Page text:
Drugs, Tweets, Fights, and Other Messes

Fightland Blog

By Fightland Staff

(Pat Healy)

Nate Diaz, the notoriously media-shy yet outspoken UFC lightweight, took to Twitter yesterday to express his feelings about Pat Healy losing $145,000 in bonus money after testing positive for marijuana following his victory over Jim Miller last month. The result was pretty awful:

That Nate Diaz, who, like his older brother, Nick, has made no secret of his affection for marijuana, would publically protest a fighter getting fined for smoking it is no surprise. Nor is it surprising that he would use the word “fag” to describe Bryan Caraway, the bantamweight fighter who was awarded Healy’s $65,000 Submission of the Night bonus after Healy forfeited it: The Diaz brothers, after all, aren’t known for mincing words. That he used the word in a Twitter post, however, was an act of suicidal tonedeafness and shortsightedness that caught everyone off guard, ignited a firestorm of condemnation and a series of tweets from other fighters that shows no sign of stopping, and could cost the Stockton native his career.

The UFC’s response to the Diaz tweet was swift. President Dana White told a reporter that the UFC would either fine Diaz, “suspend or cut him. One or two of those three will happen.” And then that's when things started getting weird.

First, Diaz’s manager, Mike Kogan told MMA Junkie that his client was being unfairly condemned by a world unfamiliar with the etymological authority of UrbanDictionary.com:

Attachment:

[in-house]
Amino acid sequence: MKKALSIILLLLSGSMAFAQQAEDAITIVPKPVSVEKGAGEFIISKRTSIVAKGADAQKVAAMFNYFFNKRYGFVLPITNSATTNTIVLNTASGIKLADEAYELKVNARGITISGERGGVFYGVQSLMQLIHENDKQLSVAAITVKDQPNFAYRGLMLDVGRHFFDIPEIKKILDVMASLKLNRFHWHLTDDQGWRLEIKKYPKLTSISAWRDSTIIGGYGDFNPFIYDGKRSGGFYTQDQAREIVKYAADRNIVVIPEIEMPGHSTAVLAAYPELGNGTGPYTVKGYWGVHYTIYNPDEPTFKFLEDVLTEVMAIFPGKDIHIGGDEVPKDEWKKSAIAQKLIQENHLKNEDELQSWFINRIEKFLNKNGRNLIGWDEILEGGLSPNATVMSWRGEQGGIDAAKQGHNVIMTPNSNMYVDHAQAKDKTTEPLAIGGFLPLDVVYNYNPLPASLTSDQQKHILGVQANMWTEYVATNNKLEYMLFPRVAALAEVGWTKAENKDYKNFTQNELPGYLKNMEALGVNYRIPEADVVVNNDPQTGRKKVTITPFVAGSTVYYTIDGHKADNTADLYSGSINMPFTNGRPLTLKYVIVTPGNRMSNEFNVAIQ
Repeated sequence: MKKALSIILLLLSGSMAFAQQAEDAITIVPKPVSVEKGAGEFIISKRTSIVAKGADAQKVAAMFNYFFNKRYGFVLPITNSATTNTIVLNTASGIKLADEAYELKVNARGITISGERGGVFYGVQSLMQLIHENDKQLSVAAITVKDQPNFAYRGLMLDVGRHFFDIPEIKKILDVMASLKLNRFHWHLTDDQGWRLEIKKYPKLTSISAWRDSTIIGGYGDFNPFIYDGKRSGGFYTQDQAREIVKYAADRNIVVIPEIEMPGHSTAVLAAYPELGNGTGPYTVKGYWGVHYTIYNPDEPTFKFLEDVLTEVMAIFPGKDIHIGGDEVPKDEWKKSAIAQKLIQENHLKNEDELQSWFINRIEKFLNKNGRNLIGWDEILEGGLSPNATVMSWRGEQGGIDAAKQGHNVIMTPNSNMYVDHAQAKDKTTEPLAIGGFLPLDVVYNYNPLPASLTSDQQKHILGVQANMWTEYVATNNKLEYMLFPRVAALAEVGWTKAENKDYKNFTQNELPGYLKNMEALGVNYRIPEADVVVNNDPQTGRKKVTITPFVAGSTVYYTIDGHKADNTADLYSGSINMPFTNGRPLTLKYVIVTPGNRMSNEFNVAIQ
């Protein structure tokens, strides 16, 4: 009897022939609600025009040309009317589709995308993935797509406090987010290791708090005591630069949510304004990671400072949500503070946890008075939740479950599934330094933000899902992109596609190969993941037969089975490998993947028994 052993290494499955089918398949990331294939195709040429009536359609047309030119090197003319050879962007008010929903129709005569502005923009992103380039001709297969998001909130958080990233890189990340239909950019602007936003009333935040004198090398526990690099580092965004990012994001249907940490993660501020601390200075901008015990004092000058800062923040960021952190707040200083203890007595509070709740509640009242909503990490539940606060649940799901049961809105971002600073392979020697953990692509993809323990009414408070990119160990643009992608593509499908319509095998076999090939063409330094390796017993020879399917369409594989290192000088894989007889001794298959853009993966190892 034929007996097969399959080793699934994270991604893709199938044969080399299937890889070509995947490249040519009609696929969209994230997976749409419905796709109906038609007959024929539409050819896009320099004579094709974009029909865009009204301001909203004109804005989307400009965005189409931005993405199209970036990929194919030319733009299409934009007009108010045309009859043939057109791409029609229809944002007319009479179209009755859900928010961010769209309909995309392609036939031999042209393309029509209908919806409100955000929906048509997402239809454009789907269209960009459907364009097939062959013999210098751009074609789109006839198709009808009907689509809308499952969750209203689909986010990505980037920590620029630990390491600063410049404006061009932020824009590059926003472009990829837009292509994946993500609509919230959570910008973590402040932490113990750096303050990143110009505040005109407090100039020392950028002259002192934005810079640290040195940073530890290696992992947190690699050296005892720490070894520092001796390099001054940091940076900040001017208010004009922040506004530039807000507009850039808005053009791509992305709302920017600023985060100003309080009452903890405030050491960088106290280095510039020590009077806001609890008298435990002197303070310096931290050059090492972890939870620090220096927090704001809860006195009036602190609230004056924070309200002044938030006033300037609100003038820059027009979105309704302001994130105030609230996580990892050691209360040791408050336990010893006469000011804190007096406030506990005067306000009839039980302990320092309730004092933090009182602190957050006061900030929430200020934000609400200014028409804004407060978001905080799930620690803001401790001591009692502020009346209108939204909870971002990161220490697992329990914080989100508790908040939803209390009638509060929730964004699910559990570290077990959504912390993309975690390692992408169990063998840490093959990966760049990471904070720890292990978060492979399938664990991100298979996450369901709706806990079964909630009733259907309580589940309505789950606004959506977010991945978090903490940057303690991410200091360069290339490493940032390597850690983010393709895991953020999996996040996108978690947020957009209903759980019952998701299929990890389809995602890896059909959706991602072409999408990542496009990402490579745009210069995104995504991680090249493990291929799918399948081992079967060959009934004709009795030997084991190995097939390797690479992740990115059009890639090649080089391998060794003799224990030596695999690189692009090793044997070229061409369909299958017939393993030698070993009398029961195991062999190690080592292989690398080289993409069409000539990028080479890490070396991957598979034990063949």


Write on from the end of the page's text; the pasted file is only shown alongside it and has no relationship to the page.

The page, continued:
"Guess what? The word f----t, at least in Northern California, and where Nate is from, means bitch. It means you're a little punk. It has nothing to do with homosexuals at all. So when Nate made the comment that he made, he didn't make it in reference to homosexuals or calling Caraway a homosexual. He just said it was a bitch move."  

Then Caraway--who, upon hearing that he’d be receiving Healy’s bonus a few days earlier, had decided the best thing to do was criticize Healy and anyone who smokes weed--went on Twitter to explain his lack of “remorse or guilt” over the situation and, in a fine how-do-you-do, out his sister as a drug addict:

Finally, and coming entirely out of left field, Bellator woman’s MMA fighter Michelle Ould sent out a tweet questioning Caraway’s moral purity:

We can only assume it's just a matter of time before another fighter decides it's his or her responsibility to weigh in on this controversy and in the process ruin his or her own reputation. I suppose the real problem with the rise of social media is that it’s evolving too quickly for anyone to come up with a reasonable user’s guide that will help keep young people (and not-so-young people) from barreling into the millions of pitfalls that spring up when self-importance, self-regard, narcissism, solipsism, intoxication, and access to a megaphone capable of reaching the ends of the earth mix. This is the dark side of the MMA fighter self-promotion machine. When a culture, fueled by reality television and Facebook feuds, convinces people that their opinions and pronouncements are so significant that they need to be heard or read by everyone else, and then provides them the tools to make sure they do, what chance does anyone have? Surely we’re all destined to dash ourselves on the rocks. Nate Diaz was just showing us the way.

And to think it all began with just a little weed. 

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